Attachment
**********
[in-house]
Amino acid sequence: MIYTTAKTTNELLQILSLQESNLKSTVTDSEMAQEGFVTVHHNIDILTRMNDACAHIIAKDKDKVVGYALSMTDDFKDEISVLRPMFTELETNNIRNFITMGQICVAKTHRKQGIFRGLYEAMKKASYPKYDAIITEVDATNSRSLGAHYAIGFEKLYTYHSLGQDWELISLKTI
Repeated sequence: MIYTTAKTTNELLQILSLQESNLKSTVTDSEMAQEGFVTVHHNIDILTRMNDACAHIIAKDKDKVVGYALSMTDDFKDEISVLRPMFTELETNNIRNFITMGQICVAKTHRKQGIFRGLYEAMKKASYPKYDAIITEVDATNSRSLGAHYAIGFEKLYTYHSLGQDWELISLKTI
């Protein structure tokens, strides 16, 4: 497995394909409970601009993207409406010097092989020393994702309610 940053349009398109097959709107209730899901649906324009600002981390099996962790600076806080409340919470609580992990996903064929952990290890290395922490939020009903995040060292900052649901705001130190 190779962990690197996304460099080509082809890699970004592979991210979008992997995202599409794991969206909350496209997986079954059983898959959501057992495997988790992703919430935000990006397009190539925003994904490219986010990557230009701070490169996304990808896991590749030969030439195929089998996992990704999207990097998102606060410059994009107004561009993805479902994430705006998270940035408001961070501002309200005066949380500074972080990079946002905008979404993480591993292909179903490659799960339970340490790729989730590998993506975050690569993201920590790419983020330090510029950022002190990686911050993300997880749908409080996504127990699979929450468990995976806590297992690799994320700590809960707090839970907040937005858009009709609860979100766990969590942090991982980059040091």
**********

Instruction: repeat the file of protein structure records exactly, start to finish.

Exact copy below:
[in-house]
Amino acid sequence: MIYTTAKTTNELLQILSLQESNLKSTVTDSEMAQEGFVTVHHNIDILTRMNDACAHIIAKDKDKVVGYALSMTDDFKDEISVLRPMFTELETNNIRNFITMGQICVAKTHRKQGIFRGLYEAMKKASYPKYDAIITEVDATNSRSLGAHYAIGFEKLYTYHSLGQDWELISLKTI
Repeated sequence: MIYTTAKTTNELLQILSLQESNLKSTVTDSEMAQEGFVTVHHNIDILTRMNDACAHIIAKDKDKVVGYALSMTDDFKDEISVLRPMFTELETNNIRNFITMGQICVAKTHRKQGIFRGLYEAMKKASYPKYDAIITEVDATNSRSLGAHYAIGFEKLYTYHSLGQDWELISLKTI
């Protein structure tokens, strides 16, 4: 497995394909409970601009993207409406010097092989020393994702309610 940053349009398109097959709107209730899901649906324009600002981390099996962790600076806080409340919470609580992990996903064929952990290890290395922490939020009903995040060292900052649901705001130190 190779962990690197996304460099080509082809890699970004592979991210979008992997995202599409794991969206909350496209997986079954059983898959959501057992495997988790992703919430935000990006397009190539925003994904490219986010990557230009701070490169996304990808896991590749030969030439195929089998996992990704999207990097998102606060410059994009107004561009993805479902994430705006998270940035408001961070501002309200005066949380500074972080990079946002905008979404993480591993292909179903490659799960339970340490790729989730590998993506975050690569993201920590790419983020330090510029950022002190990686911050993300997880749908409080996504127990699979929450468990995976806590297992690799994320700590809960707090839970907040937005858009009709609860979100766990969590942090991982980059040091």